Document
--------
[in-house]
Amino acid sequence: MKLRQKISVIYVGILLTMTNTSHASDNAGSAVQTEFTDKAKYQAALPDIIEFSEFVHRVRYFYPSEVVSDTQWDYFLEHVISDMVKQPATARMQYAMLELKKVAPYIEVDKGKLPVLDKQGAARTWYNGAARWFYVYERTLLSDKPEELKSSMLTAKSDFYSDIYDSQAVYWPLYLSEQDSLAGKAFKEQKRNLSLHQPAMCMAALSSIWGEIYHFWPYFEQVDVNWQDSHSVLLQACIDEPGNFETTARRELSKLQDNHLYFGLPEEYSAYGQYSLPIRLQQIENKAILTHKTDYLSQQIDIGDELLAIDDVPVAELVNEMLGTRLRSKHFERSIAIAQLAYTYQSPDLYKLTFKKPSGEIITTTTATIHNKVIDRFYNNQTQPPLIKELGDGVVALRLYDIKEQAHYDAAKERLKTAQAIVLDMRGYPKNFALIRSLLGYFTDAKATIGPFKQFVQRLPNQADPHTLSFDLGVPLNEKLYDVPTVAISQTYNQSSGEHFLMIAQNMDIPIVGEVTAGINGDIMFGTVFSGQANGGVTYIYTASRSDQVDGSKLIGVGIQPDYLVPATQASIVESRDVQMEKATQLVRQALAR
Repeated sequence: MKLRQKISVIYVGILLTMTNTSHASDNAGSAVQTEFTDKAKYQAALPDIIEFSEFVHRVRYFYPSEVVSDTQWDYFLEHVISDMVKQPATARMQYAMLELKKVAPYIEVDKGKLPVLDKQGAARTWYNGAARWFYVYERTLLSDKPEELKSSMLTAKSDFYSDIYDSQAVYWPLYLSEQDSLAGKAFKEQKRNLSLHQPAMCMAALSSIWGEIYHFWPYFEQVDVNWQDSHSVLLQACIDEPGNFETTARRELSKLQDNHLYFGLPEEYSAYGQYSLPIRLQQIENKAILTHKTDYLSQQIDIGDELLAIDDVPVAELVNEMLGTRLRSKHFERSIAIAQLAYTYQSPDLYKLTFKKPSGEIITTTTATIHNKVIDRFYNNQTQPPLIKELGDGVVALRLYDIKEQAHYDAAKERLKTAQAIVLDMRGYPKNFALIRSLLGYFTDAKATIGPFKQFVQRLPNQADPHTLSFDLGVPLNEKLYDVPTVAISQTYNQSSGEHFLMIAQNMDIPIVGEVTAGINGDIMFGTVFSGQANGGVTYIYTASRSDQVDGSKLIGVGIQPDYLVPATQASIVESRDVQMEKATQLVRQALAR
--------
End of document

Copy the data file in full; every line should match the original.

[in-house]
Amino acid sequence: MKLRQKISVIYVGILLTMTNTSHASDNAGSAVQTEFTDKAKYQAALPDIIEFSEFVHRVRYFYPSEVVSDTQWDYFLEHVISDMVKQPATARMQYAMLELKKVAPYIEVDKGKLPVLDKQGAARTWYNGAARWFYVYERTLLSDKPEELKSSMLTAKSDFYSDIYDSQAVYWPLYLSEQDSLAGKAFKEQKRNLSLHQPAMCMAALSSIWGEIYHFWPYFEQVDVNWQDSHSVLLQACIDEPGNFETTARRELSKLQDNHLYFGLPEEYSAYGQYSLPIRLQQIENKAILTHKTDYLSQQIDIGDELLAIDDVPVAELVNEMLGTRLRSKHFERSIAIAQLAYTYQSPDLYKLTFKKPSGEIITTTTATIHNKVIDRFYNNQTQPPLIKELGDGVVALRLYDIKEQAHYDAAKERLKTAQAIVLDMRGYPKNFALIRSLLGYFTDAKATIGPFKQFVQRLPNQADPHTLSFDLGVPLNEKLYDVPTVAISQTYNQSSGEHFLMIAQNMDIPIVGEVTAGINGDIMFGTVFSGQANGGVTYIYTASRSDQVDGSKLIGVGIQPDYLVPATQASIVESRDVQMEKATQLVRQALAR
Repeated sequence: MKLRQKISVIYVGILLTMTNTSHASDNAGSAVQTEFTDKAKYQAALPDIIEFSEFVHRVRYFYPSEVVSDTQWDYFLEHVISDMVKQPATARMQYAMLELKKVAPYIEVDKGKLPVLDKQGAARTWYNGAARWFYVYERTLLSDKPEELKSSMLTAKSDFYSDIYDSQAVYWPLYLSEQDSLAGKAFKEQKRNLSLHQPAMCMAALSSIWGEIYHFWPYFEQVDVNWQDSHSVLLQACIDEPGNFETTARRELSKLQDNHLYFGLPEEYSAYGQYSLPIRLQQIENKAILTHKTDYLSQQIDIGDELLAIDDVPVAELVNEMLGTRLRSKHFERSIAIAQLAYTYQSPDLYKLTFKKPSGEIITTTTATIHNKVIDRFYNNQTQPPLIKELGDGVVALRLYDIKEQAHYDAAKERLKTAQAIVLDMRGYPKNFALIRSLLGYFTDAKATIGPFKQFVQRLPNQADPHTLSFDLGVPLNEKLYDVPTVAISQTYNQSSGEHFLMIAQNMDIPIVGEVTAGINGDIMFGTVFSGQANGGVTYIYTASRSDQVDGSKLIGVGIQPDYLVPATQASIVESRDVQMEKATQLVRQALAR